In the United States, substances are a huge problem. From nicotine and alcohol to heroin and cocaine, these addictive substances harm individuals and families on a daily basis. While there are people addicted to less common substances, many other substances are quite commonly abused in the United States. By understanding some of these common addictions, it will become easier to help people by providing information and support.
Alcohol is one of the most commonly used substances in the United States. In fact, in a 2015 survey, the researchers found that 56% of people 18 or older had used alcohol sometime within the past month. Since it is a legal substance, it is readily available for people over the age of 21, and those underage individuals can easily obtain it by befriending an adult old enough to purchase it.
When a person is under the influence of alcohol, that person is likely to feel more confident socially and cognitively. They may feel prepared to do just about anything. In reality, the substance is limiting the number of inhibitory molecules in the brain. This causes a decrease in cognitive and motor functioning that can lead to dangerous consequences. At too high of a level, alcohol can cause death.
Unfortunately, as of 2015, it was found that around 15 million people 18 or older qualify for a diagnosis of alcohol use disorder, and around 620,000 people aged 12 to 17 qualify for this diagnosis. Every year, around 88,000 people die from alcohol or alcohol-related events, earning this substance the third leader in preventable deaths in the United States.
Like alcohol, tobacco is a legal substance that can be incredibly addictive and deadly. It is the leading cause of preventable death in the United States, causing 1,300 people to die from tobacco-related illnesses every day. Anyone age 18 or older can buy tobacco, and younger people can simply have an adult friend purchase it for them.
The addictive ingredient in tobacco is nicotine, which is a stimulant. This drug is a vasoconstrictor, meaning that it squeezes blood vessels and raises blood pressure. Nicotine can make the user feel less anxious, but the health side effects are not worth the somewhat short-term relief. When being manufactured, nicotine is filled with other chemicals that have an array of adverse health consequences ranging from heart disease to cancer.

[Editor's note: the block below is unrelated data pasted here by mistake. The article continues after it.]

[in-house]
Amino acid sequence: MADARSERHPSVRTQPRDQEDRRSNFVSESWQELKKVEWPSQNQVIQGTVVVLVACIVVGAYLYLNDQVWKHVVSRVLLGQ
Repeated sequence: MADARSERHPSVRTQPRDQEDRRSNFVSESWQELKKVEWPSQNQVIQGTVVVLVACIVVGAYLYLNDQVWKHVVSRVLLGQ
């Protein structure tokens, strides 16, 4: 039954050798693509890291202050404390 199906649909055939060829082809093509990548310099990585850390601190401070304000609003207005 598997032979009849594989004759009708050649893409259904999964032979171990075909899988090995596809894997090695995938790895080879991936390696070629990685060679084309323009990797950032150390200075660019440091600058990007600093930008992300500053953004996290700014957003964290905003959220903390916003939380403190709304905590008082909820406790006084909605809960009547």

In 2017, a survey found that 14% of Americans aged 18 or older currently smoke cigarettes daily. Every day, around 2000 people smoke for the first time, while about 300 people begin a daily habit. Despite these discouraging facts, public health campaigns have managed to help change attitudes toward smoking. Almost 70% of adults who smoke report wanting to quit, and around 50% report having made some sort of attempt to quit within the past year.
The abuse of opioids has become an epidemic in the United States. In 2015, 2 million people reported addiction to painkillers and almost 600,000 reported addiction to heroin. Experts estimate that around 25% of people who use heroin will go on to develop an opioid addiction disorder. Opioids cause the most accidental deaths in the United States, causing about 52,000 overdose deaths in 2015.
An opioid includes heroin, fentanyl, and prescription painkillers such as oxycodone and morphine. This class of molecule interacts with opioid receptors found throughout the nervous system to relieve pain and cause intense feelings of euphoria. The euphoria is the driving force behind opioid addictions because users seek out the feeling repeatedly. Some people become addicted after being prescribed painkillers, but people are increasingly starting off their addiction to heroin.
From 1999 to 2008, the overdose rate jumped by four times, and, from 1999 to 2010, the sale of prescription painkillers increased by a factor of four. More recently, more than 90% of people in treatment for opioid use disorders said that they used heroin first because it is cheaper and more available than prescription painkillers. To date, the opioid epidemic is the worst drug epidemic in United States history, and a solution is still desperately being hunted for.
In the 1980s, crack cocaine use became a startling epidemic in the United States before tapering off, but it is becoming more popular. Many addiction experts are beginning to worry that there is another cocaine epidemic looming since attitudes toward the drug are becoming more relaxed with younger people. As of now though, the use of cocaine in young people (ages 12-17) has remained very low compared to rates of use in 1999.
Cocaine, like nicotine, is a stimulant. It causes an immediate rush of pleasure, along with feelings of invincibility, happiness, and increased sex drive. Some people will experience more negative feelings like paranoia, anxiety, and sleep disturbance. People who use the drug long-term are likely to experience loss of cognitive function, weight loss, depression, anxiety, psychosis, and many other permanent issues. As with opioids, one can also overdose on cocaine.
About 40% of drug-related emergency room visits were caused by cocaine abuse in 2011. In 2014, 913,000 people met the criteria for a cocaine-related disorder in the United States. About 1.5 million people aged 12 or older reported, in 2014, being cocaine users within the past month, and, also in 2014, 1.4% of people aged 18-25 reported the use of cocaine within the past month. Since 2017, reported rates of cocaine use have begun to slowly creep up, which has caused people who work in the addiction field some worry.
This list of addiction is by no means exhaustive. There are many different substances and behaviors one can become addicted to, and those are just as important. This list is made to provide some information on some of the most common addictions people will encounter, allowing one to help and support others as needed.